Joined:
    Nov 18, 2005
    Messages:
    28,160
    Loc:
    Northern Virginia
    For sure you are gonna have to insulate that liner with no tiles in the flue. And that clearance to framing is a BIG issue.
  5. Northeaster1

    Northeaster1 New Member

    Joined:
    Oct 10, 2008
    Messages:
    119
    Loc:
    Nova Scotia
    Since we are ripping most of the plaster and lathes out anyway, to insulate exterior walls, and to be able to run new wiring / plumbing, I may just rip down anything close to the chimney and then start fresh.

    What materials are typically used for "spacers", studs and gyprock ( cement board ???) , when most people do this?

    I will install a liner for sure, and have already swept the old flue and there is no creosote buildup in there.

    re: clearances, it is odd that it may not meet today's code, even though I would be adding a liner, and the old guy burned with no liner!

    I want to make it safe, for sure, but if getting WETT certified becomes too much of a hassle, I can always go without insurance.

    Any thoughts on the best / normally way to cut out a new hole for a new tee in the brick chimney??
  6. Northeaster1

    Northeaster1 New Member

    Joined:
    Oct 10, 2008
    Messages:
    119
    Loc:
    Nova Scotia
    BB- re: insulating the liner, I thought that was more of an issue with external chimneys? Could I juts insulate the top 5' or so, as only about 3' sticks out of the roof peak?

    see attached pic!

    If you or anyone else has answers to some of the other questions re: materials used to adhere to clearance codes, and the best way to cut a new hole in the bricks, I would surely appreciate it!

    Attached Files:

    • 4.jpg
      4.jpg
      File size:
      60.4 KB
      Views:
      293
  7. BrotherBart

    BrotherBart Hearth.com LLC Mid-Atlantic Division Staff Member

    Joined:
    Nov 18, 2005
    Messages:
    28,160
    Loc:
    Northern Virginia
  8. oconnor

    oconnor Minister of Fire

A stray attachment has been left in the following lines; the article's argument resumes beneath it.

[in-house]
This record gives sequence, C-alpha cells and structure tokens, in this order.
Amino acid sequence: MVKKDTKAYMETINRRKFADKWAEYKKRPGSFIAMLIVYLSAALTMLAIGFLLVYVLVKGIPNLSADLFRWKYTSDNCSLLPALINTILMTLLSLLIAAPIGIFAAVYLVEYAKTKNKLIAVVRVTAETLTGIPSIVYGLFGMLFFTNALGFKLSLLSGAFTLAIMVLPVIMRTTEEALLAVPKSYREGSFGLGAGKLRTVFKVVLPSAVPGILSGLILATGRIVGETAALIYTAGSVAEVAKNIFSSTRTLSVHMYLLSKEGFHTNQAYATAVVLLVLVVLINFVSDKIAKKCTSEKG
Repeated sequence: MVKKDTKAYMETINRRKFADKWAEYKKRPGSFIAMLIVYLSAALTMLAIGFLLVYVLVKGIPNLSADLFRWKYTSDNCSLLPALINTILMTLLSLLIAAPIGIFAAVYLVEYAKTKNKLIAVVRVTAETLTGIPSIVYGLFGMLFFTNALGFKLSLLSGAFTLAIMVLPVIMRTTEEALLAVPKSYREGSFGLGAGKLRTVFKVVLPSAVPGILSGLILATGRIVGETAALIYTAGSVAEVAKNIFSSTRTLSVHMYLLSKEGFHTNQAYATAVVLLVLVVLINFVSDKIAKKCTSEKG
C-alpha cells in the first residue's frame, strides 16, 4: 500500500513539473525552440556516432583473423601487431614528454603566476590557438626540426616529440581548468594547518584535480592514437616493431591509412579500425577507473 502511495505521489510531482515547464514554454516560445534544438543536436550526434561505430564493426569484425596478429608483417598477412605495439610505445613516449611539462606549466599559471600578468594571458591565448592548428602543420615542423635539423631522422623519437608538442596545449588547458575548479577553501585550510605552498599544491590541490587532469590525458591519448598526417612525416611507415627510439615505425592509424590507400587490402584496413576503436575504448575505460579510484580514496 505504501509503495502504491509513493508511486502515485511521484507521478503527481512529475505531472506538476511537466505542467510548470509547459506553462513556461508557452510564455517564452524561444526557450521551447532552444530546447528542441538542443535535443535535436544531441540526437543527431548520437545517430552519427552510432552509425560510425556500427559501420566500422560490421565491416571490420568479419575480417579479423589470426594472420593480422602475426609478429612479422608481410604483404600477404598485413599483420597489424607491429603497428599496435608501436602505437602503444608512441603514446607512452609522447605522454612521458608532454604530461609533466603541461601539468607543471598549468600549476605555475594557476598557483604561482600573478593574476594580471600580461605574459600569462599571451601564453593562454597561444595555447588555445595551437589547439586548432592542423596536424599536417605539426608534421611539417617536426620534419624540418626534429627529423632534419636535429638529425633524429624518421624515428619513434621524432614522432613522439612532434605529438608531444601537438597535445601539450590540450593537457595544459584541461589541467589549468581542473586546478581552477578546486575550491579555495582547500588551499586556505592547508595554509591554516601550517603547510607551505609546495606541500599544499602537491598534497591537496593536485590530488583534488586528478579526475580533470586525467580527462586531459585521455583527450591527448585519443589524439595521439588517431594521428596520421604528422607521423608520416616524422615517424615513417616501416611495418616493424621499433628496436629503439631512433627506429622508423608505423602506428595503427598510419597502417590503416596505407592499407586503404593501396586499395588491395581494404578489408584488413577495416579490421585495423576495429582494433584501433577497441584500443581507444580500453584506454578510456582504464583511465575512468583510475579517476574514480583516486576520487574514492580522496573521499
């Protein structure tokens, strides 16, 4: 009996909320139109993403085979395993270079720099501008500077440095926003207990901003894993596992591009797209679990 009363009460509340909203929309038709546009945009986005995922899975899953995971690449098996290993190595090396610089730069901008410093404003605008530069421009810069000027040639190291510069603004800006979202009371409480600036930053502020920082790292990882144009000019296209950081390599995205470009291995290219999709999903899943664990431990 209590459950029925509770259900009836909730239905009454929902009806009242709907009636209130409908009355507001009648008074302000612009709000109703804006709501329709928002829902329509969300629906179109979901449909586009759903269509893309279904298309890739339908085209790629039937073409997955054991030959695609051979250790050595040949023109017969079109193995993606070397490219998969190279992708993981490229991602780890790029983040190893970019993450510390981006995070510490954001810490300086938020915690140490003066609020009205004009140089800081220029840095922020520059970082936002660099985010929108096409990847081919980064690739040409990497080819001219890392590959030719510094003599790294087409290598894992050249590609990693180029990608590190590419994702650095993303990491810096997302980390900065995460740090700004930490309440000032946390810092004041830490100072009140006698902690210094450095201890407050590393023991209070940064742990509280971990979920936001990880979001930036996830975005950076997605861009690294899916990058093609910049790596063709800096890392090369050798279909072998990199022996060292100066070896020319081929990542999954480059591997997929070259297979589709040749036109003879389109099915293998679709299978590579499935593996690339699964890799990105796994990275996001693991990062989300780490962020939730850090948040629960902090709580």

Joined:
    Nov 20, 2005
    Messages:
    1,051
    Loc:
    Nova Scotia
    Definitely insulate the liner. An insulated liner will likely reduce your clearance reqts to zero. Depending where you are in NS you will have trouble finding an installer who knows what you are talking about, or even a supplier who can get you what you need to do the job. PM me if you want some recommendations of where to look.
  9. Northeaster1

    Northeaster1 New Member

    Joined:
    Oct 10, 2008
    Messages:
    119
    Loc:
    Nova Scotia
    Thanks BB for the link! And Brent for the response, and info on inslualte liners.

    I am not doubting your experience(s), but I have an un-insulated solid ss liner installed in my exterior chimney, at home in NS, and have had absolutely no trouble with draft and / or creosote. I shoudl say that it is a cinder block chimney, with a 12" x 12" clay liner, so there is alot of dead air trapped in there, which would ofer some insulative value. I clean it 2 times per year and get maybe 2-3 gallons of very dry creosote. We burn about 2 cords / year, and I normally have my PE Pacific insert burning in the 700-900 degree range (at the fire's hotest burn period) (stovefront temperature as measured with rutland magnetic stuck just above door, and with hand-held infra-red.

    re: the saftey / code clearance factors, I think we need to put them into to catagories, what matters to my insurance co, and what I fee very comfortable with. Since I have cleaned / swept the old flue and it looks very clean, on visual inspection, any heat / fire should be contained within the new rigid liner, which has about an inch clearance at each side, with the 8" x 8" ID chimney. I cannot see how even a hot fire in the rigid pipe would heat the bricks to the point of causing combustibles, on the other side of the bricks, to catch fire. But, I am not the one writing the codes, or offering insurance policies!!

    If I choose not to insulate, what would be the normal of perferred method for adding some type of spacers, before studding up and finsihing wall with cement board???
  10. oconnor

    oconnor Minister of Fire

    Joined:
    Nov 20, 2005
    Messages:
    1,051
    Loc:
    Nova Scotia
    For info only, not to start an argument

    A chimney fire can reach temps of 2100*F. Your liner will withstand this, but the bricks will certainly get hot. All they need is to reach 500*F to start pyrolysis (turning wood to charcoal without flame) of any adjacent timbers.

    http://en.wikipedia.org/wiki/Pyrolysis (edit - fixed the link)

    In the end they don't "catch fire", they skip that step all together

    The old Kemac burner didn't reach anything close to the temps the chimney will reach with a new stove and liner in it. The liner will radiate heat all day long thru stable air (no cooling), whereas the old oil burner got a constant refreshing of air thru the leaky converted cook stove.
  11. oconnor

    oconnor Minister of Fire

    Joined:
    Nov 20, 2005
    Messages:
    1,051
    Loc:
    Nova Scotia
    I would think you could use metal studs for the wall and you wouldn't have any problems. That would give you your 2" of space you would need anyways. I wouldn't be concerned about where the chimney penetrates the roof, I think any problems would be had in the structural timbers where the chimney passes from the first to second story of the house.
  12. how big is the chimney- I might have missed it.. I would rather have the right size flue then downgrade a liner to have insulation..
  13. Northeaster1

    Northeaster1 New Member

    Joined:
    Oct 10, 2008
    Messages:
    119